BURMA army chief defended a military crackdown in the restive Rakhine state on Monday and has warned against United Nations intervention in the country.
According to Australia’s Sydney Morning Herald, the army’s Senior-General Min Aung Hlaing said the UN Human Rights Council’s decision to send an international fact-finding mission – to investigate human rights abuses against Rohingya Muslims – threatened national security.
The general also told an Armed Forces Day parade in the capital Naypyidaw the Burmese armed forces would shun the UN mission and insisted the Rohingya did not belong to Burma.
“We have a duty to do what we should do, according to law, and we also have a duty to protect our sovereignty when it is harmed by political, religious and racial problems in the country.” Min Aung Hlaing was quoted as saying.
“We have let the world know we don’t have Rohingya in our country. The ‘Bengalis’ in Rakhine state are not Myanmar (Burma) citizens and they are just people who came to stay in our country.”
The word Bengali is a derogatory term for Rohingya.
A UN report issued last month, based on interviews with 220 Rohingya among the 75,000 who have fled to Bangladesh since October, said Burma’s security forces had committed mass killings and gang rapes of Rohingya in a campaign which “very likely” amounts to crimes against humanity and possibly ethnic cleansing.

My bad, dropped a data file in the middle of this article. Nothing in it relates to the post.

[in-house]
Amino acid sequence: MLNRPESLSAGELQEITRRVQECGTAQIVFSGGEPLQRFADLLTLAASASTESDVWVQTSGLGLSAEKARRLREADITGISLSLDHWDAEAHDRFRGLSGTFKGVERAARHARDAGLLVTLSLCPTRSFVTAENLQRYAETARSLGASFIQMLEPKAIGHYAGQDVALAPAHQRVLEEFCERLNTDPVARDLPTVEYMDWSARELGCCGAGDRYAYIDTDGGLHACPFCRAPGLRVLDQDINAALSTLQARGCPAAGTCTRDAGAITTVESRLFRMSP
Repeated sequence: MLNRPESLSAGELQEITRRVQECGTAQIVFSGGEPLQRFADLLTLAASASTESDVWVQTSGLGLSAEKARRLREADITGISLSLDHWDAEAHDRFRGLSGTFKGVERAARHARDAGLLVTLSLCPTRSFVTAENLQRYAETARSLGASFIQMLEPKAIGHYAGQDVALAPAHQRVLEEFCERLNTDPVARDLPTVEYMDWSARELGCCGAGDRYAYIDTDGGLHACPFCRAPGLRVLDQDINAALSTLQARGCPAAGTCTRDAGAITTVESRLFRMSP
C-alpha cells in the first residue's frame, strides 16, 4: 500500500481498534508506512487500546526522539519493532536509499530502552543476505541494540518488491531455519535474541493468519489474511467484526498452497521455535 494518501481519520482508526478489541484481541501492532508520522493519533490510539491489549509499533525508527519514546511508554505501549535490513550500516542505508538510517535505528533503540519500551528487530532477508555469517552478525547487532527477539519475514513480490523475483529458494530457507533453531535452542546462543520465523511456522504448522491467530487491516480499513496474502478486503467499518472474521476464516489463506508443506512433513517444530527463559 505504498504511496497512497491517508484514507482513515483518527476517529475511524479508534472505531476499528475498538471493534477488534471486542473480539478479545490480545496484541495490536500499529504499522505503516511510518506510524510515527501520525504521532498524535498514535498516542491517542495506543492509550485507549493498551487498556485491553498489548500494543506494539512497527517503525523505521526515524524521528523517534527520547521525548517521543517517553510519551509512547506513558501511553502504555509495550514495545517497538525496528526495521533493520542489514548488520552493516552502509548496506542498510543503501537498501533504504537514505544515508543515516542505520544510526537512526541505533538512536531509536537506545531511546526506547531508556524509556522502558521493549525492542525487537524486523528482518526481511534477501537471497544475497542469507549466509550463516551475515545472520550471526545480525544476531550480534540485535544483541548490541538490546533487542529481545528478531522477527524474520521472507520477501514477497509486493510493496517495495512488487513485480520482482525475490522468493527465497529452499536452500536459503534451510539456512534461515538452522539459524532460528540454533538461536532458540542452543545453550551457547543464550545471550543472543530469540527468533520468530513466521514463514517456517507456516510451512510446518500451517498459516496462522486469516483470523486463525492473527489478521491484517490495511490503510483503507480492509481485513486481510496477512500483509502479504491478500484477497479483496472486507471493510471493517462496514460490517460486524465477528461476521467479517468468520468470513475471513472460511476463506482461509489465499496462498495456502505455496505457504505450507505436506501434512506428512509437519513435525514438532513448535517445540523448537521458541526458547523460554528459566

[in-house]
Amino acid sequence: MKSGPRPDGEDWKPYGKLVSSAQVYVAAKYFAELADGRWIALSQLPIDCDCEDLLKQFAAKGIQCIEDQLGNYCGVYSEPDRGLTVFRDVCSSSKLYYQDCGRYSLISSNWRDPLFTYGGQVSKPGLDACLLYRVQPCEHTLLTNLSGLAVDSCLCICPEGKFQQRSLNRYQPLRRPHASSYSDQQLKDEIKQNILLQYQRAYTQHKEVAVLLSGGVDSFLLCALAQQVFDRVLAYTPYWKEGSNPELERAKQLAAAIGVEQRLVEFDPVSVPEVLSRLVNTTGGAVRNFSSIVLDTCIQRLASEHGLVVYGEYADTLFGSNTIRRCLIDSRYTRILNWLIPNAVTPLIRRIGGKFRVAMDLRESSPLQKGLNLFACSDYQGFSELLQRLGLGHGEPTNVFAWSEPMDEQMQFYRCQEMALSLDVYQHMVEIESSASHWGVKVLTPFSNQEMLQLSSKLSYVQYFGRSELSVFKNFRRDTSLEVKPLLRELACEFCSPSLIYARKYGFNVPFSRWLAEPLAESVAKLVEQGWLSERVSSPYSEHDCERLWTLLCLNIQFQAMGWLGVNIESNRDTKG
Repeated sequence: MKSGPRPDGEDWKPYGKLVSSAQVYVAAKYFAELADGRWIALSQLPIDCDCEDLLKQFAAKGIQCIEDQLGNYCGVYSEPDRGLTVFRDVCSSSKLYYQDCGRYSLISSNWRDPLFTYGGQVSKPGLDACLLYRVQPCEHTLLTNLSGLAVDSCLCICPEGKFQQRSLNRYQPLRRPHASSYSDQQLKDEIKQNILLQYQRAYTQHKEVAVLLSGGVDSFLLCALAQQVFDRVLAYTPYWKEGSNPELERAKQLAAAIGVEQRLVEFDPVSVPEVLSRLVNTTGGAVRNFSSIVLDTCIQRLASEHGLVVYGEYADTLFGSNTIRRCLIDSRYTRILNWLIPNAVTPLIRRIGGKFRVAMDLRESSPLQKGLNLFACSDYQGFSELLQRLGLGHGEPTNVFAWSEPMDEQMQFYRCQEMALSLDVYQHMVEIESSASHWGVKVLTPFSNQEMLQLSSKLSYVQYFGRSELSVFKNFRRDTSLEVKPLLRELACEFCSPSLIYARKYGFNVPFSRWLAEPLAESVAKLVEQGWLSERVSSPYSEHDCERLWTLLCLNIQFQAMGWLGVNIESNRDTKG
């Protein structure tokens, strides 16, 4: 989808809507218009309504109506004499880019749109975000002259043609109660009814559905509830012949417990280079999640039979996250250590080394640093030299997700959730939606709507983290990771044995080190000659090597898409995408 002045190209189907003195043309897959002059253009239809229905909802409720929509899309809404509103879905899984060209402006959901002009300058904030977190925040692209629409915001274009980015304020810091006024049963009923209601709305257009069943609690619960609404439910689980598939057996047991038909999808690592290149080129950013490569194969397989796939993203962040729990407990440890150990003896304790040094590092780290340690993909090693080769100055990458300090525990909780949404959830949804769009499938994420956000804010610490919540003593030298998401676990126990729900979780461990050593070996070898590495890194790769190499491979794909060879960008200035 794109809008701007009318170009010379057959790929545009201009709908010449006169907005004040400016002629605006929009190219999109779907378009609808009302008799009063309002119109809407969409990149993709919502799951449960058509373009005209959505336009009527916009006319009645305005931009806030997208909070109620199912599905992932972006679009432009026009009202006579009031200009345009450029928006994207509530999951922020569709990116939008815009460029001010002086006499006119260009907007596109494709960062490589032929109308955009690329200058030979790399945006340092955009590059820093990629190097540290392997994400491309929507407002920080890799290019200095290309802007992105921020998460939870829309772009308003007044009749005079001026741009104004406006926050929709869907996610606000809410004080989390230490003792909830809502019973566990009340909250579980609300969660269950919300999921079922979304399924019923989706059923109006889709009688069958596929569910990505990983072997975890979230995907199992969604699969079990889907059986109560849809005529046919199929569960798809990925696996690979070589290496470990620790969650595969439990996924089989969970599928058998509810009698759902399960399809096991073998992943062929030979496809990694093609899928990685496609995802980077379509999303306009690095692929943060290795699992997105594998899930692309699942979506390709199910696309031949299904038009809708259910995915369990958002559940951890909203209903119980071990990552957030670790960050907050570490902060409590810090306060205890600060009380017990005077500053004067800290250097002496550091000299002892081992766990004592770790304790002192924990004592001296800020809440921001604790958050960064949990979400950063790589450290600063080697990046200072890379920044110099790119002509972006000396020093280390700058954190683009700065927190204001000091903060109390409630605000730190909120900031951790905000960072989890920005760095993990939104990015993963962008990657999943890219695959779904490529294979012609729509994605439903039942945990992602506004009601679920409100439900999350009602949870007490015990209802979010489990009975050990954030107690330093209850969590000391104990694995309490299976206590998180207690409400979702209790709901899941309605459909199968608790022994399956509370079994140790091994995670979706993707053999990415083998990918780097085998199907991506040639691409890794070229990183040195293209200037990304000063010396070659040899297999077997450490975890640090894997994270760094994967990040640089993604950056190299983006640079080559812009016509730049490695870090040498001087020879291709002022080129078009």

The country’s leader Aung San Suu Kyi has been widely criticised for her failure to speak out on the plight of the Rohingya.
On Friday, the top UN human rights body agreed to send an international fact-finding mission to investigate the widespread allegations of killings, rape and torture by security forces.
But Burmese ambassador Htin Lynn, speaking before the decision was taken by consensus, rejected the move as “not acceptable”. He said Burma’s national commission had just interviewed alleged victims who fled to Bangladesh and would issue its findings by August.
The UN Human Rights Council adopted a resolution without a vote, brought by the European Union and supported by countries including the United States, which called for “ensuring full accountability for perpetrators and justice for victims”.
Sectarian violence, which erupted in 2012, has seen dozens of Rohingya killed by vigilante mobs comprising hardline Buddhist nationalist groups and followers, with thousands more displaced.
Conflict in the region escalated when nine Burmese policemen were killed in attacks on security posts near the Bangladesh border on Oct 9 which led to a crackdown by the Burmese armed forces.
About 1.1 million Rohingya people are denied citizenship in Burma. This lack of full citizenship rights means they are subject to other abuses, including restrictions on their freedom of movement, discriminatory limitations on access to education, and arbitrary confiscation of property.
The government withdrew their so-called white cards two years ago as part of a plan to expel them from the country and cancel their citizenship under the 1982 law.
Many in the Buddhist-majority country view the Rohingya as unwanted immigrants from Bangladesh.
Additional reporting by Reuters